You will need to create two dmarc reporting accounts.  Servers will email you a (surprisingly detailed) report card on how you’re doing with your implementation. It’s best if these accounts are on the same domain, because technically you need to be or it’ll be ignored (Google will happily mail reports off-domain even if the other domain hasn’t said that’s okay).  Yours are dmarc_failures@example.com and dmarc_summary@example.com, according to the following nameserver entry:

_dmarc.example.com. 1800 IN TXT "v=DMARC1;p=none;pct=100;ruf=mailto:dmarc_failures@example.com;rua=mailto:dmarc_summary@example.com"

none is the consequence for screwing up. none is where we’ll start at, and see what the reporting records say to us.  After a while, you’ll be comfortable that everything is ticking along nicely, and you’ll up the consequent to quarantine (shove it in spam) or reject (burn it).

After your nameserver changes have propagated, you can go to https://dmarcian.com/dmarc-inspector/ to check out if you got it right.

As a human, to read the records sent to you, upload the files to https://dmarcian.com/dmarc-xml/

Making a captcha deamon for spamgourmet installations

For those of you following along at home, this is part of a cookbook style instruction set for getting spamgourmet going, but because of screwed up permission logic I can’t post this section there.

The captcha is for validating humanity when creating spamgourmet accounts. We’re going to limit what parts of the OS it can tromp over:

sudo useradd -c "captcha server for spamgourmet" -f -1 -M -r captcha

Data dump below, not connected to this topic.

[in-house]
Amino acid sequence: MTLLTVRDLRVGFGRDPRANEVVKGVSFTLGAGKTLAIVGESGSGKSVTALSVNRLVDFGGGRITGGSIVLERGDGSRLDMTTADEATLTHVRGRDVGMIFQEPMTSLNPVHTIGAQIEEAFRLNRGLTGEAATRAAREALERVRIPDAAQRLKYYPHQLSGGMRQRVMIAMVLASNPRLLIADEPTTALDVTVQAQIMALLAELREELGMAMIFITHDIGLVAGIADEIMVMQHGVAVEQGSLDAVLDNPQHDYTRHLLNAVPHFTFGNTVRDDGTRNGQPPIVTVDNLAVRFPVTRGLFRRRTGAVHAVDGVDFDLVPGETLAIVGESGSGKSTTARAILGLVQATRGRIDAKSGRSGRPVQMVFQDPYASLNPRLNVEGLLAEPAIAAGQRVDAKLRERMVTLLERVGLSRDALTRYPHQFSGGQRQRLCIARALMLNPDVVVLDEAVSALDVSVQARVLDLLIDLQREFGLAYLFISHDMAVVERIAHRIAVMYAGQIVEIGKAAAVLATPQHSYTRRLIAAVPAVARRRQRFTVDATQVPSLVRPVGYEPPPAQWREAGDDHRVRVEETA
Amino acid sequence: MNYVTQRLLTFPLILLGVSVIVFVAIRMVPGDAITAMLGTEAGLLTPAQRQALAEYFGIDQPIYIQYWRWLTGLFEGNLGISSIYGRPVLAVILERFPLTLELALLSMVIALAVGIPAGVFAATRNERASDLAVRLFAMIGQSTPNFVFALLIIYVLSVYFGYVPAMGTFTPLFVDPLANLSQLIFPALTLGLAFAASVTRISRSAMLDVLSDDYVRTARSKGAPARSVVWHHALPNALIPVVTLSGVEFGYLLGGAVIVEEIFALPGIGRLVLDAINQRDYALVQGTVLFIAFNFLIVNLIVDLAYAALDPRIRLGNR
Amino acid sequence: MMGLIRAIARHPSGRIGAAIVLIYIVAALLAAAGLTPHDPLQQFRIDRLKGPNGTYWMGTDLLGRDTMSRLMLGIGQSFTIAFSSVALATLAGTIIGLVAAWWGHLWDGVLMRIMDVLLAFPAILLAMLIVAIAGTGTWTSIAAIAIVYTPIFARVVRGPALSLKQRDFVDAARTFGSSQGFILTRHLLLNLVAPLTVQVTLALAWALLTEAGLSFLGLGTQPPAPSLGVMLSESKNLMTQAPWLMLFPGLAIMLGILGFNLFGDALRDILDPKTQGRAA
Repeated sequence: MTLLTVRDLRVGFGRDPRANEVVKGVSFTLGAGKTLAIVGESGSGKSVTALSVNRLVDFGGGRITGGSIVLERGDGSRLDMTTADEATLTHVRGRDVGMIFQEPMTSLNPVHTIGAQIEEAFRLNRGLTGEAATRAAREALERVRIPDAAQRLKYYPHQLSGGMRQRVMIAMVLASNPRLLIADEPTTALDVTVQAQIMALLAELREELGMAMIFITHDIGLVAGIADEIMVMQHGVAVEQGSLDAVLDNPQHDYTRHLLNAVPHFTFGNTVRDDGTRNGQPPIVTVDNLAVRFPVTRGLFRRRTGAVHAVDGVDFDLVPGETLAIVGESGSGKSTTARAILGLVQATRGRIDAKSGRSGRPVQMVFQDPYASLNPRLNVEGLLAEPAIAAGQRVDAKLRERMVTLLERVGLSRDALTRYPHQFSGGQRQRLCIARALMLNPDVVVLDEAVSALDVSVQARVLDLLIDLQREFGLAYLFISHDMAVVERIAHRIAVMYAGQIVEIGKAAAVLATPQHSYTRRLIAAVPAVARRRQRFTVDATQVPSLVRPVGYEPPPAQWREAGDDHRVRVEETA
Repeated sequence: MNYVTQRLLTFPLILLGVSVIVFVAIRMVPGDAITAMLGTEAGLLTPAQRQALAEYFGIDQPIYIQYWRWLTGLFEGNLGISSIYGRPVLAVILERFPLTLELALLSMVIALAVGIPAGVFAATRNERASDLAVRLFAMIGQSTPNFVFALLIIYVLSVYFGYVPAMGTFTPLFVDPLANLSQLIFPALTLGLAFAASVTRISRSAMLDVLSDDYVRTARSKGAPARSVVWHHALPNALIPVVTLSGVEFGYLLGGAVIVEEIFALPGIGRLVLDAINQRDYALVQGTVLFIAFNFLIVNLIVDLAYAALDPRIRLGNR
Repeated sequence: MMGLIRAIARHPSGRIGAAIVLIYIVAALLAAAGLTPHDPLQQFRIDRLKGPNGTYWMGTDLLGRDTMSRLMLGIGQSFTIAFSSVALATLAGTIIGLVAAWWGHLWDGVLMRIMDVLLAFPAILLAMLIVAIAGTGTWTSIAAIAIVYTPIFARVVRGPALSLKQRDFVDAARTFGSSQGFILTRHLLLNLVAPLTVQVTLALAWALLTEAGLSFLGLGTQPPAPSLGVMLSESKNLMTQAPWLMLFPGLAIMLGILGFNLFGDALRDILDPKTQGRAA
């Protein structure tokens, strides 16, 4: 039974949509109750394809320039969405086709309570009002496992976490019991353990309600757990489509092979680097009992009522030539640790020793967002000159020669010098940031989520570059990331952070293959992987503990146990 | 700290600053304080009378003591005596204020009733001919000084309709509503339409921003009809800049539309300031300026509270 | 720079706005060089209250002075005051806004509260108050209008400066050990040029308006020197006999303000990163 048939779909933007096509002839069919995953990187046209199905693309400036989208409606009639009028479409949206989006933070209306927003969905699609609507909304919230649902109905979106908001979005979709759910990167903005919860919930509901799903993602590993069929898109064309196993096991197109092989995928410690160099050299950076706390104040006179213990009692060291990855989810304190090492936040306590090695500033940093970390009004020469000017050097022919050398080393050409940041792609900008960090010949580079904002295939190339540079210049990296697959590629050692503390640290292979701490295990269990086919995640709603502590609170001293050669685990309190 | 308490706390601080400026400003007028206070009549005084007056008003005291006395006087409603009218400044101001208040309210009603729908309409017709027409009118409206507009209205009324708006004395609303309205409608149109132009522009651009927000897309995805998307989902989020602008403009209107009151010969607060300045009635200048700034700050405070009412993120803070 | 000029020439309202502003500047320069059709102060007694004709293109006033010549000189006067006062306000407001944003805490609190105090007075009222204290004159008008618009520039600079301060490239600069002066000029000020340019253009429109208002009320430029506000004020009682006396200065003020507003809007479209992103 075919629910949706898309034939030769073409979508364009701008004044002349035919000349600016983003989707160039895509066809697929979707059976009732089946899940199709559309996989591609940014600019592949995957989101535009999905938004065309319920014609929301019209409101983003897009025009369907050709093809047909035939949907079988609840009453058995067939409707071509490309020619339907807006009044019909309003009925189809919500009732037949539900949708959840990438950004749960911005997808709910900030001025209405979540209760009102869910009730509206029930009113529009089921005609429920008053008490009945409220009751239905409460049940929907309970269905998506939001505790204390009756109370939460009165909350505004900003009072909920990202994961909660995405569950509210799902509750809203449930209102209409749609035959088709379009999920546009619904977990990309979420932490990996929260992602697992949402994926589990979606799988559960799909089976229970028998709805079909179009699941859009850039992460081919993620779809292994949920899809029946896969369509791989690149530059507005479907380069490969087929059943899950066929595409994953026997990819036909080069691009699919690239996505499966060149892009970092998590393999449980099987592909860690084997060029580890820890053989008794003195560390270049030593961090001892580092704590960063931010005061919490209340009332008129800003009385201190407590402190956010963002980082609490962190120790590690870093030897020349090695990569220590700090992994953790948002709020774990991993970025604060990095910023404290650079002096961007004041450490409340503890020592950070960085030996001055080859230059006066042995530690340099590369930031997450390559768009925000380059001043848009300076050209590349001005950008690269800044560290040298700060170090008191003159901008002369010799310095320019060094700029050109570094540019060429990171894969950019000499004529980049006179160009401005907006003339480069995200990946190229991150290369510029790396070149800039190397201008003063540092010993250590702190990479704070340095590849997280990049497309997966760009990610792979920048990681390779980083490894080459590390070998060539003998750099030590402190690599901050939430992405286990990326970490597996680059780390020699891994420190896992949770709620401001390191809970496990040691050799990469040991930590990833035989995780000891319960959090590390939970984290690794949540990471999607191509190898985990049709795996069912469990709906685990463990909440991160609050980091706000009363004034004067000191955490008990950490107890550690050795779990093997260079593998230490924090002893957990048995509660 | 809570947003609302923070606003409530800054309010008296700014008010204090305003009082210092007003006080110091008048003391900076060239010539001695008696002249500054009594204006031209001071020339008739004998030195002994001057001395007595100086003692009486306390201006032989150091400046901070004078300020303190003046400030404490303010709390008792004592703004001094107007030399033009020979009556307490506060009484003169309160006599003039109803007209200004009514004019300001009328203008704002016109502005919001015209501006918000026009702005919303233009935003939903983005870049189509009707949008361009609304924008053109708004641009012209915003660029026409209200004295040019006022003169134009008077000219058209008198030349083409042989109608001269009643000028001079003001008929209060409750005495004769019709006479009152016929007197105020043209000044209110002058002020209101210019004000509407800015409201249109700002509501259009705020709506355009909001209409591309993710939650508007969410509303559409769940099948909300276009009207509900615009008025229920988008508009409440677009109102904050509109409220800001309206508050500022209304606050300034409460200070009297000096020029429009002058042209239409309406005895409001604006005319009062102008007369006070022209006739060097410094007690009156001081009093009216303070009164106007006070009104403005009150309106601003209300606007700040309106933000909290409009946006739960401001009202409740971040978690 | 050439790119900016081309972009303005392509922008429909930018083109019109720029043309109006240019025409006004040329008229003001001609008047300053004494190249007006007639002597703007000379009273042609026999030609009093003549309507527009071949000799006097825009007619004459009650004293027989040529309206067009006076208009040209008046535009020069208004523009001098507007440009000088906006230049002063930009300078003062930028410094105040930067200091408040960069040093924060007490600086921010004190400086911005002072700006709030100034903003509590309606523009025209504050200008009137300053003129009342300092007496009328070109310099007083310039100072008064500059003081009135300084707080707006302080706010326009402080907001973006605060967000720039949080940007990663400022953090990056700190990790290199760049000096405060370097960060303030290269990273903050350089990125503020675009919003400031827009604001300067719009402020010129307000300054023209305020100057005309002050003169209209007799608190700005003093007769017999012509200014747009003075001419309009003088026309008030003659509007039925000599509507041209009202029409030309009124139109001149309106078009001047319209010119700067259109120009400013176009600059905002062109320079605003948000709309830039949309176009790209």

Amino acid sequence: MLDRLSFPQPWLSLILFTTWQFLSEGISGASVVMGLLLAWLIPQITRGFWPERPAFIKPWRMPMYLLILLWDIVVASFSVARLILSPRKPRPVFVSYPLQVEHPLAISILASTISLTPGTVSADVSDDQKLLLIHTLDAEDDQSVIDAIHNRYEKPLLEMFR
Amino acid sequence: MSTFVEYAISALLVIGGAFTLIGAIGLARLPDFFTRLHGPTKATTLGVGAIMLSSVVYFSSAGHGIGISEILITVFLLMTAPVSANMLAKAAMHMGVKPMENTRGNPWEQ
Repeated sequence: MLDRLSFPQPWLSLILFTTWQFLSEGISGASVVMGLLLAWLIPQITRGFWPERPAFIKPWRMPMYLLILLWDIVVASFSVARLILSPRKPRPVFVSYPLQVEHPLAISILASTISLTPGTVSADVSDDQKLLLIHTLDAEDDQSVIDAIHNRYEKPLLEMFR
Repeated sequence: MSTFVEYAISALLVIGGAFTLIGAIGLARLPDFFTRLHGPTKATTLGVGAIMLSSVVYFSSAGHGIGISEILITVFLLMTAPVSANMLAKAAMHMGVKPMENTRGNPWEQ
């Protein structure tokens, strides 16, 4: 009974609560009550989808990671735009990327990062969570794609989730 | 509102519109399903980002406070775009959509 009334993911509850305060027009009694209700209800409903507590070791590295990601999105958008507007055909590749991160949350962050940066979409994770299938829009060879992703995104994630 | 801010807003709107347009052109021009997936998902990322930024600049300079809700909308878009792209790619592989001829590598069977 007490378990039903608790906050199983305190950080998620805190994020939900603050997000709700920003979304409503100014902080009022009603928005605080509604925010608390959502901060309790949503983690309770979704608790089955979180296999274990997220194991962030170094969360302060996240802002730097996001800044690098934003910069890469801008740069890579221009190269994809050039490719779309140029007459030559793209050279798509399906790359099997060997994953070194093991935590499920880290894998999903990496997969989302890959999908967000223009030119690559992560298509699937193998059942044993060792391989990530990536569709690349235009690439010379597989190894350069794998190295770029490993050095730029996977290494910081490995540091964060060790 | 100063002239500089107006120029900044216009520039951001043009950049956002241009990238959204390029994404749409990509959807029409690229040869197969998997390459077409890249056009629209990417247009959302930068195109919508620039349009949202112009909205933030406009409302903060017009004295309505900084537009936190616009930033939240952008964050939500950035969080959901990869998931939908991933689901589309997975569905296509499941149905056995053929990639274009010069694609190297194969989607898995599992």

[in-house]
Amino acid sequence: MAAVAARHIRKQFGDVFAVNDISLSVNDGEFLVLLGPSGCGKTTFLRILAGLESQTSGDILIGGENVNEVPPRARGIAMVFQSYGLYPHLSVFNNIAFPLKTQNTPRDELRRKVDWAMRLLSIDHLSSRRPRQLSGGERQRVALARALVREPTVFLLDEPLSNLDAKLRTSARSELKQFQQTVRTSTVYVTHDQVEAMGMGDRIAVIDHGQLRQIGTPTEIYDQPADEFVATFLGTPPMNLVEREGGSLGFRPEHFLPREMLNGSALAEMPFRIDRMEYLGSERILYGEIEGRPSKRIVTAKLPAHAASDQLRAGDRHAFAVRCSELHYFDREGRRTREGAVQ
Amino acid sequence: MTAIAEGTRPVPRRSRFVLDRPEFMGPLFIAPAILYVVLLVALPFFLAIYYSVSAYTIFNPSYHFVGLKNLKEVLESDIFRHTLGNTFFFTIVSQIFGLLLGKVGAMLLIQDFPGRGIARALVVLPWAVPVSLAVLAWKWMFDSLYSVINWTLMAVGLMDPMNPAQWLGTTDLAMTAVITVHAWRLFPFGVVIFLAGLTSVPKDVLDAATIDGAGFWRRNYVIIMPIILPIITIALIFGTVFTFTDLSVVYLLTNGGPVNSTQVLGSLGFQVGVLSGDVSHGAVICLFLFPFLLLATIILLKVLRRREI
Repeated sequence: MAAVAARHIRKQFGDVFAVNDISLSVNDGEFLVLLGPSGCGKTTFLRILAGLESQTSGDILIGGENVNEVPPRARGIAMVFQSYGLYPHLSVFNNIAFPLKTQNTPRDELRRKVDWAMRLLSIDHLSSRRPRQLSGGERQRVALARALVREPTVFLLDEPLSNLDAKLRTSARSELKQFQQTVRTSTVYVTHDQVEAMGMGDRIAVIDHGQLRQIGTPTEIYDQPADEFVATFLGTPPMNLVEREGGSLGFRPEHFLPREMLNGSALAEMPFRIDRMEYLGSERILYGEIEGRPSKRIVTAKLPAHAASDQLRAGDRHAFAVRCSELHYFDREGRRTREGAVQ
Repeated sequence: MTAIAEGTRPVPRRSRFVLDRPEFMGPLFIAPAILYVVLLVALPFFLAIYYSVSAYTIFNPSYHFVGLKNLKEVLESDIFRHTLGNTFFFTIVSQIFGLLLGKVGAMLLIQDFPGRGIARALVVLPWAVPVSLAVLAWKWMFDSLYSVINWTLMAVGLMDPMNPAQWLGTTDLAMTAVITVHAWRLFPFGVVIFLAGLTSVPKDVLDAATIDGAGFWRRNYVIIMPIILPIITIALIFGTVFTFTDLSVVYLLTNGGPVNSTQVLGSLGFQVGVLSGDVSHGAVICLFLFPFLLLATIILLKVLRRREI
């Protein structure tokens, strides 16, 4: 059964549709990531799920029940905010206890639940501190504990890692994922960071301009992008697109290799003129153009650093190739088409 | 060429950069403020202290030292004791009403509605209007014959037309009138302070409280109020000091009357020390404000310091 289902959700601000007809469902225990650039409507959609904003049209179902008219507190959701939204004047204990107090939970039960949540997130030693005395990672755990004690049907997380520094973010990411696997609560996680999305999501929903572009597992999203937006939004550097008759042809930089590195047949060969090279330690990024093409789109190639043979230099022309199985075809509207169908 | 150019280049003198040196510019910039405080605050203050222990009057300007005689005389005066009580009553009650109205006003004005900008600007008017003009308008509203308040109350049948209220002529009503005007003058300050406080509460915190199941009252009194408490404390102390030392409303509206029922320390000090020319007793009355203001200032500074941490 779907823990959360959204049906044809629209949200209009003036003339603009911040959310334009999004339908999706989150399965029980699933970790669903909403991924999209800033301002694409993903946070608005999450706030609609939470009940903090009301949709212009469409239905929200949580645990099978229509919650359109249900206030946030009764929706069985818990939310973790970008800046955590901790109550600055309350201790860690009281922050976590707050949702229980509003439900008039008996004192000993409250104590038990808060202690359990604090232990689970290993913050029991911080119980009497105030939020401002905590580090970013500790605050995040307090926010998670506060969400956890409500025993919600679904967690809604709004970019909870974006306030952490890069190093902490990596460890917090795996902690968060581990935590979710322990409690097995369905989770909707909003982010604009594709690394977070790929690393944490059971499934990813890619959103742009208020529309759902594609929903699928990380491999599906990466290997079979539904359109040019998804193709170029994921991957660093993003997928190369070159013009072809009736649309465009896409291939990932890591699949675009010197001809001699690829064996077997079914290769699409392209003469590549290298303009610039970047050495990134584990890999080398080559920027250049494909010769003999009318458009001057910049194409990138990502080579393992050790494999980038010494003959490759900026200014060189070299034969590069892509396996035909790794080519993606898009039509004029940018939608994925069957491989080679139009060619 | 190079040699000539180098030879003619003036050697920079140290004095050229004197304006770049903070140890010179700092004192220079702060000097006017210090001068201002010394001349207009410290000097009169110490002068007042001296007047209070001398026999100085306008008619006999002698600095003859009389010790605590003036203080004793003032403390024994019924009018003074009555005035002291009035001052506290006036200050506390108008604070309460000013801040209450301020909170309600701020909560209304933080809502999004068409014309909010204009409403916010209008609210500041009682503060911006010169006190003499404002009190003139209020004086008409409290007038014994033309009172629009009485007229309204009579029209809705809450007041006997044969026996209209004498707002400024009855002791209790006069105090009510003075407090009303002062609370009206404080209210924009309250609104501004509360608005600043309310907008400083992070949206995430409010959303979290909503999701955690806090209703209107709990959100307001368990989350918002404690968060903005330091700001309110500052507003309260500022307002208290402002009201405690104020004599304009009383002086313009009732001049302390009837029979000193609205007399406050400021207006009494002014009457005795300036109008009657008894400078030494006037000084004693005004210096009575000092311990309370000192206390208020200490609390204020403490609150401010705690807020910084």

sudo /bin/mkdir -p /var/www-spamgourmet/captchasrv/
sudo chown -R captcha /usr/local/lib/spamgourmet/captchasrv/
sudo chown -R captcha /var/www-spamgourmet/captcha

Now we make our one-line shell script for running the daemon

sudo nano /etc/init.d/captcha.sh

#!/bin/sh
### BEGIN INIT INFO
# Provides:          captchasrv
# Required-Start:    $local_fs $network
# Required-Stop:     $local_fs
# Default-Start:     2 3 4 5
# Default-Stop:      0 1 6
# Short-Description: captchasrv
# Description:       captcha daemon for spamgourmet
### END INIT INFO
sudo -u captcha perl /usr/local/lib/spamgourmet/captchasrv/captchasrv.pl &

Next we get it going

sudo chmod +x /etc/init.d/captcha.sh
sudo update-rc.d captcha.sh defaults

And check if that worked, there should be about four entries:

ps -aux | grep captc

Now the captcha server will start whenever the computer starts.

Installing a secure Apache webserver to run Perl

So, you want to run Perl on the web, because it’s the 90s all over again. You want HTTPS, because… no, there’s no because.  You want HTTPS.  Who wouldn’t?  Here’s what you do on a Debian Linux such as Ubuntu:
sudo apt-get install apache2 libapache2-mod-perl2
mod-perl is an Apache module that allows Perl programs to be executed from Apache.